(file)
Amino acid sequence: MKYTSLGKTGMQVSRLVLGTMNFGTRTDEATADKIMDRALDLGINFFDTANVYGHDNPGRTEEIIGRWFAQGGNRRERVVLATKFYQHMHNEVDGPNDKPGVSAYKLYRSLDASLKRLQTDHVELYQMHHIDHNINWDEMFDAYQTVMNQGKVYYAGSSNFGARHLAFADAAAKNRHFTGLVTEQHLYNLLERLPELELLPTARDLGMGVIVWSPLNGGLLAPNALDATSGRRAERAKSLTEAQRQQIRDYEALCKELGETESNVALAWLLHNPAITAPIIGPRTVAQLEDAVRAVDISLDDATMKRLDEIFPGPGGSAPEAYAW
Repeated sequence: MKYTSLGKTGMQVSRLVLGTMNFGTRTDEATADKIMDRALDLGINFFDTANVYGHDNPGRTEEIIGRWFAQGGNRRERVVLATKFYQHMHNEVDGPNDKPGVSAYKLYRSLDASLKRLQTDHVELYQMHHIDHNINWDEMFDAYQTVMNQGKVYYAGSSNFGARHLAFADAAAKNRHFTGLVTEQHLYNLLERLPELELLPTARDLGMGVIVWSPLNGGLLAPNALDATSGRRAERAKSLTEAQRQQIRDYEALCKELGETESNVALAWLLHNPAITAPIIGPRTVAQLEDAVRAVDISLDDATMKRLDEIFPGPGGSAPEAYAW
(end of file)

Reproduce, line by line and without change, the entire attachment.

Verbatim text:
Amino acid sequence: MKYTSLGKTGMQVSRLVLGTMNFGTRTDEATADKIMDRALDLGINFFDTANVYGHDNPGRTEEIIGRWFAQGGNRRERVVLATKFYQHMHNEVDGPNDKPGVSAYKLYRSLDASLKRLQTDHVELYQMHHIDHNINWDEMFDAYQTVMNQGKVYYAGSSNFGARHLAFADAAAKNRHFTGLVTEQHLYNLLERLPELELLPTARDLGMGVIVWSPLNGGLLAPNALDATSGRRAERAKSLTEAQRQQIRDYEALCKELGETESNVALAWLLHNPAITAPIIGPRTVAQLEDAVRAVDISLDDATMKRLDEIFPGPGGSAPEAYAW
Repeated sequence: MKYTSLGKTGMQVSRLVLGTMNFGTRTDEATADKIMDRALDLGINFFDTANVYGHDNPGRTEEIIGRWFAQGGNRRERVVLATKFYQHMHNEVDGPNDKPGVSAYKLYRSLDASLKRLQTDHVELYQMHHIDHNINWDEMFDAYQTVMNQGKVYYAGSSNFGARHLAFADAAAKNRHFTGLVTEQHLYNLLERLPELELLPTARDLGMGVIVWSPLNGGLLAPNALDATSGRRAERAKSLTEAQRQQIRDYEALCKELGETESNVALAWLLHNPAITAPIIGPRTVAQLEDAVRAVDISLDDATMKRLDEIFPGPGGSAPEAYAW